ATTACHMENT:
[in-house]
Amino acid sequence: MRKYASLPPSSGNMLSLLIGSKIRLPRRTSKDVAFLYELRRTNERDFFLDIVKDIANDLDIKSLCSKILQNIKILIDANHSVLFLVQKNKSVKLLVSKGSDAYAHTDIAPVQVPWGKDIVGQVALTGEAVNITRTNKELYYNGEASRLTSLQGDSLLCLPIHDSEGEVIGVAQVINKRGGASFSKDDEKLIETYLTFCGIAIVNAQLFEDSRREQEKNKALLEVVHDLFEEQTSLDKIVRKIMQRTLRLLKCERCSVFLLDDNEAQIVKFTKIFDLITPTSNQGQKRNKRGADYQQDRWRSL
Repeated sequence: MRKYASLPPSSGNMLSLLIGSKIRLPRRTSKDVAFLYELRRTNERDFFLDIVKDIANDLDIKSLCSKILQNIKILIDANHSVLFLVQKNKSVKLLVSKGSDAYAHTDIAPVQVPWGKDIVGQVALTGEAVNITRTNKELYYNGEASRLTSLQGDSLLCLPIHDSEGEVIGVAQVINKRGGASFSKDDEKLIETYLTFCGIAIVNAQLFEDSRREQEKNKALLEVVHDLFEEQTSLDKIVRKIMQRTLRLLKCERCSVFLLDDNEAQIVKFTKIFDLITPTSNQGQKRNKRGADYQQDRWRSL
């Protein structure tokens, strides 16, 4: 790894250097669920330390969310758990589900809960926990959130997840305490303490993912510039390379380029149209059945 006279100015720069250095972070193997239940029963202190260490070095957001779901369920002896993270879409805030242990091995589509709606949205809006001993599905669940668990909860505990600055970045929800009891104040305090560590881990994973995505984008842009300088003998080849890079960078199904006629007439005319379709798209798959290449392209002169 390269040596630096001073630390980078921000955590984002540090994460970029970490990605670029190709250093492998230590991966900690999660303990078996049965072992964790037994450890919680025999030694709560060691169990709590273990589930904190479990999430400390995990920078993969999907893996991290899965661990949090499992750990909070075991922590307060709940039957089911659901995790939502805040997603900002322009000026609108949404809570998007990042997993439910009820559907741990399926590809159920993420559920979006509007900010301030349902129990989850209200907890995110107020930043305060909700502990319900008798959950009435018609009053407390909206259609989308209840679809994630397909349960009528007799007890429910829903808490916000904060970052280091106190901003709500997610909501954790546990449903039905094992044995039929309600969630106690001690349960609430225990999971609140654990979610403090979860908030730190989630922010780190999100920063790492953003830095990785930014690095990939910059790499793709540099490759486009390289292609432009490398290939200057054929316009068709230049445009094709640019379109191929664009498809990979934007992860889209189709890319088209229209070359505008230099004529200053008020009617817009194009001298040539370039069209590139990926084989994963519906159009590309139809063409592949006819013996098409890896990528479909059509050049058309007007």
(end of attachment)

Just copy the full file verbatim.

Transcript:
[in-house]
Amino acid sequence: MRKYASLPPSSGNMLSLLIGSKIRLPRRTSKDVAFLYELRRTNERDFFLDIVKDIANDLDIKSLCSKILQNIKILIDANHSVLFLVQKNKSVKLLVSKGSDAYAHTDIAPVQVPWGKDIVGQVALTGEAVNITRTNKELYYNGEASRLTSLQGDSLLCLPIHDSEGEVIGVAQVINKRGGASFSKDDEKLIETYLTFCGIAIVNAQLFEDSRREQEKNKALLEVVHDLFEEQTSLDKIVRKIMQRTLRLLKCERCSVFLLDDNEAQIVKFTKIFDLITPTSNQGQKRNKRGADYQQDRWRSL
Repeated sequence: MRKYASLPPSSGNMLSLLIGSKIRLPRRTSKDVAFLYELRRTNERDFFLDIVKDIANDLDIKSLCSKILQNIKILIDANHSVLFLVQKNKSVKLLVSKGSDAYAHTDIAPVQVPWGKDIVGQVALTGEAVNITRTNKELYYNGEASRLTSLQGDSLLCLPIHDSEGEVIGVAQVINKRGGASFSKDDEKLIETYLTFCGIAIVNAQLFEDSRREQEKNKALLEVVHDLFEEQTSLDKIVRKIMQRTLRLLKCERCSVFLLDDNEAQIVKFTKIFDLITPTSNQGQKRNKRGADYQQDRWRSL
């Protein structure tokens, strides 16, 4: 790894250097669920330390969310758990589900809960926990959130997840305490303490993912510039390379380029149209059945 006279100015720069250095972070193997239940029963202190260490070095957001779901369920002896993270879409805030242990091995589509709606949205809006001993599905669940668990909860505990600055970045929800009891104040305090560590881990994973995505984008842009300088003998080849890079960078199904006629007439005319379709798209798959290449392209002169 390269040596630096001073630390980078921000955590984002540090994460970029970490990605670029190709250093492998230590991966900690999660303990078996049965072992964790037994450890919680025999030694709560060691169990709590273990589930904190479990999430400390995990920078993969999907893996991290899965661990949090499992750990909070075991922590307060709940039957089911659901995790939502805040997603900002322009000026609108949404809570998007990042997993439910009820559907741990399926590809159920993420559920979006509007900010301030349902129990989850209200907890995110107020930043305060909700502990319900008798959950009435018609009053407390909206259609989308209840679809994630397909349960009528007799007890429910829903808490916000904060970052280091106190901003709500997610909501954790546990449903039905094992044995039929309600969630106690001690349960609430225990999971609140654990979610403090979860908030730190989630922010780190999100920063790492953003830095990785930014690095990939910059790499793709540099490759486009390289292609432009490398290939200057054929316009068709230049445009094709640019379109191929664009498809990979934007992860889209189709890319088209229209070359505008230099004529200053008020009617817009194009001298040539370039069209590139990926084989994963519906159009590309139809063409592949006819013996098409890896990528479909059509050049058309007007």